However, as we drove throughout Mendoza and walked its beautiful streets, I struggled to find buildings that were more than 100 years old. After talking to our local colleagues I learned the reason behind the lack of old buildings – earthquakes. As Nicolas mentioned above, there was a devastating earthquake in the late 19th century that destroyed most of the city, and with it, its architectural heritage. Mendoza is located in an important seismic zone, right in the convergence of two tectonic plates, so earthquakes occur frequently in this region.
Another architectural design feature that caught my attention was the proliferation of window shutters. Most buildings have some type of shutter to protect their windows, similar to those used in buildings along the coasts that are vulnerable to hurricanes. But Mendoza is not close to the ocean, so why would they use shutters? I asked around and I found out that Mendoza is prone to experience dust storms that can sometimes be very strong. Therefore, the local architecture has been adapted to its climate and its frequent severe dust storm events.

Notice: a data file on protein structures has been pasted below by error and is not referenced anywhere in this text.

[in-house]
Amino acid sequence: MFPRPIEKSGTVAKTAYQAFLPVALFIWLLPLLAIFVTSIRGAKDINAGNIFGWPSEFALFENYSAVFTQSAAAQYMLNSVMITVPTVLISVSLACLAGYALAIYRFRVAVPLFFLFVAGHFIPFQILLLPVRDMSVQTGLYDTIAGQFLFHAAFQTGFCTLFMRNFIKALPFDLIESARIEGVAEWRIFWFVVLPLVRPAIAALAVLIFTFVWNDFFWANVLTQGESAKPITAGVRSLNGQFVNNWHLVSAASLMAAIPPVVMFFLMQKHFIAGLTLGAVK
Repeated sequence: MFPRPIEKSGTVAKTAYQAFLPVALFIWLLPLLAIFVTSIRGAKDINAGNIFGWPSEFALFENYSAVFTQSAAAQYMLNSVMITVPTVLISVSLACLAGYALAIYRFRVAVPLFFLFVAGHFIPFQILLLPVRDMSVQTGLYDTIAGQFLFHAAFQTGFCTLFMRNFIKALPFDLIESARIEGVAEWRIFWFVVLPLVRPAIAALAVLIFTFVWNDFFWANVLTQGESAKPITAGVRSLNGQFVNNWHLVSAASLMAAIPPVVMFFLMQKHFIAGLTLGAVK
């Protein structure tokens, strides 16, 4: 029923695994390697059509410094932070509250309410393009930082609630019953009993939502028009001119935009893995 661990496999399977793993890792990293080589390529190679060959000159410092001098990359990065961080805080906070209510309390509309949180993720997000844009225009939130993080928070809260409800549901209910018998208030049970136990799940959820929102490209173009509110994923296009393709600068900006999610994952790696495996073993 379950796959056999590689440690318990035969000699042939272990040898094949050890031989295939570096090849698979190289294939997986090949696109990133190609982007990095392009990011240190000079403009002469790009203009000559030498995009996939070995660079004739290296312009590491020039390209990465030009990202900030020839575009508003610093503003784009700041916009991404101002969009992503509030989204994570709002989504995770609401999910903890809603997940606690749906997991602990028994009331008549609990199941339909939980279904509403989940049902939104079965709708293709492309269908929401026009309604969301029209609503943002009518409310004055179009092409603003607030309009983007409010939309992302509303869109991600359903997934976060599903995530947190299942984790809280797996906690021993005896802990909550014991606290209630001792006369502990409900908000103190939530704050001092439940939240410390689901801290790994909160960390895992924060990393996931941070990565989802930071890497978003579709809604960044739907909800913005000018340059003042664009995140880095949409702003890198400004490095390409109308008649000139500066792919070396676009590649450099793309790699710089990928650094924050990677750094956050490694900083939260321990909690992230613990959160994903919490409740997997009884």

Fortunately, we did not experience any dust storms or earthquakes while we attended the water governance workshop and I enjoyed my time in Mendoza very much. I rejoiced to see its wonderful albeit not-so-old buildings, walk its walkable streets, and feel its vibrant community. Most importantly, I got the opportunity to meet very smart, kind, and warm people that now I consider my friends.